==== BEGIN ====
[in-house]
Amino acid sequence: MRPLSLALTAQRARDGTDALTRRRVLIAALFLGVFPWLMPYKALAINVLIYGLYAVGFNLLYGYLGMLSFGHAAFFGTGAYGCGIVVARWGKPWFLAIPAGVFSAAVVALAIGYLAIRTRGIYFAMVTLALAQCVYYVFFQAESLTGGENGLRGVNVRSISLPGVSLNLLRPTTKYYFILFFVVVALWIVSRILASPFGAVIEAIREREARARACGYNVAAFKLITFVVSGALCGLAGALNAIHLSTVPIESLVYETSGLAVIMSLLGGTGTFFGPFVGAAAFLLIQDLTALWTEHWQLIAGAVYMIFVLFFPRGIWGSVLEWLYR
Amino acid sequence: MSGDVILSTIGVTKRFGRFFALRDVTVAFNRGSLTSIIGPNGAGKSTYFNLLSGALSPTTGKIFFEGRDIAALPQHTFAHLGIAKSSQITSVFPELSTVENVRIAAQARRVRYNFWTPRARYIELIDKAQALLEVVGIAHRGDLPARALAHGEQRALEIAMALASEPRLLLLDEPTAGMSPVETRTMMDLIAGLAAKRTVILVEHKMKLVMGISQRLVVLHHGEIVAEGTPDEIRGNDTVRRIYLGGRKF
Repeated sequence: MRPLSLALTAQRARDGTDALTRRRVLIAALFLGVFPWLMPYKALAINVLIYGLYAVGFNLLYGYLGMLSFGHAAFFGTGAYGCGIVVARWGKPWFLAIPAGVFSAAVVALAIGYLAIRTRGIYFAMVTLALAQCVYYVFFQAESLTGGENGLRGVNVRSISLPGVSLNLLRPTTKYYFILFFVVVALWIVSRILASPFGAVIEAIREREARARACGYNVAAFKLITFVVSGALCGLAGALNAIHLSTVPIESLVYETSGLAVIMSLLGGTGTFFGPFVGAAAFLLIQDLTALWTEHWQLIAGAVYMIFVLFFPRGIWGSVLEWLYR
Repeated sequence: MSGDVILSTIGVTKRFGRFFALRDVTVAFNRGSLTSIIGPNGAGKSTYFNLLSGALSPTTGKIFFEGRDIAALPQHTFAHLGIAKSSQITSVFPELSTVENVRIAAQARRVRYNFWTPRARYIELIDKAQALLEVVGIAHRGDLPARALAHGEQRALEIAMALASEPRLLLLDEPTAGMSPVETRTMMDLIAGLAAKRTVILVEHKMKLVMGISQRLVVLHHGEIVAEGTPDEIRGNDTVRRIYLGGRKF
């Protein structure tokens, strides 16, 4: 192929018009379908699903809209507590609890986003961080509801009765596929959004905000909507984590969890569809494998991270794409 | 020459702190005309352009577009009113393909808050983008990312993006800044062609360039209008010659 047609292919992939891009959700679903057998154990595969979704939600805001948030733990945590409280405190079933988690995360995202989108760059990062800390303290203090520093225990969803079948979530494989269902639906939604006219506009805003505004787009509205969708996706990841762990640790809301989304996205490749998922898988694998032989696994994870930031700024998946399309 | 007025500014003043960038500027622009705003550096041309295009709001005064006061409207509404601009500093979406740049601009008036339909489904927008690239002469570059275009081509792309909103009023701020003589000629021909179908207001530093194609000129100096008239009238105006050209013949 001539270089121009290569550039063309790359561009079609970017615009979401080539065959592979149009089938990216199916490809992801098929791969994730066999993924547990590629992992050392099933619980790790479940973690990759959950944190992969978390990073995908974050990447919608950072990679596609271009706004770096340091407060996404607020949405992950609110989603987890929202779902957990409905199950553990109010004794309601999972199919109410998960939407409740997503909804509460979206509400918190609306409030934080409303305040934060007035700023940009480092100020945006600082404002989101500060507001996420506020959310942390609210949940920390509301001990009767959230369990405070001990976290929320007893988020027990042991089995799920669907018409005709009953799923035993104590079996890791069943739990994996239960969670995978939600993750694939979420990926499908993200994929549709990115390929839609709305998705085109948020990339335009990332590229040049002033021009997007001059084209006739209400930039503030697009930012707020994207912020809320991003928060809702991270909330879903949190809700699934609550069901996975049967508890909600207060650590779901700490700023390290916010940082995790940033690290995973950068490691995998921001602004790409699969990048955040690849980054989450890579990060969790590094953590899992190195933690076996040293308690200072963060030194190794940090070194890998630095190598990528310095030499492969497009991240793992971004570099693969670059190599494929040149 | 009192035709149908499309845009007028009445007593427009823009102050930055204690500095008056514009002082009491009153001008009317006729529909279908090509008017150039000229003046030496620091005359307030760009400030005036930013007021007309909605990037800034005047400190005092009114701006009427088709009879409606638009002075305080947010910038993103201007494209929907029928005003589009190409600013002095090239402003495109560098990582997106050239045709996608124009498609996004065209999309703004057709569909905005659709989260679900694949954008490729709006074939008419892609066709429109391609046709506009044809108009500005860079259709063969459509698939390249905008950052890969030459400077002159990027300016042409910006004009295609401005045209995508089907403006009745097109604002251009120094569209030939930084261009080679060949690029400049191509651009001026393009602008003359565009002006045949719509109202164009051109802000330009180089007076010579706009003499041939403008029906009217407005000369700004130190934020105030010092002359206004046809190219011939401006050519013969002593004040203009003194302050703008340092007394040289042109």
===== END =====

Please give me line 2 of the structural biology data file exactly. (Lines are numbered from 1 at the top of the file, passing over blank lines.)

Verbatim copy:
Amino acid sequence: MRPLSLALTAQRARDGTDALTRRRVLIAALFLGVFPWLMPYKALAINVLIYGLYAVGFNLLYGYLGMLSFGHAAFFGTGAYGCGIVVARWGKPWFLAIPAGVFSAAVVALAIGYLAIRTRGIYFAMVTLALAQCVYYVFFQAESLTGGENGLRGVNVRSISLPGVSLNLLRPTTKYYFILFFVVVALWIVSRILASPFGAVIEAIREREARARACGYNVAAFKLITFVVSGALCGLAGALNAIHLSTVPIESLVYETSGLAVIMSLLGGTGTFFGPFVGAAAFLLIQDLTALWTEHWQLIAGAVYMIFVLFFPRGIWGSVLEWLYR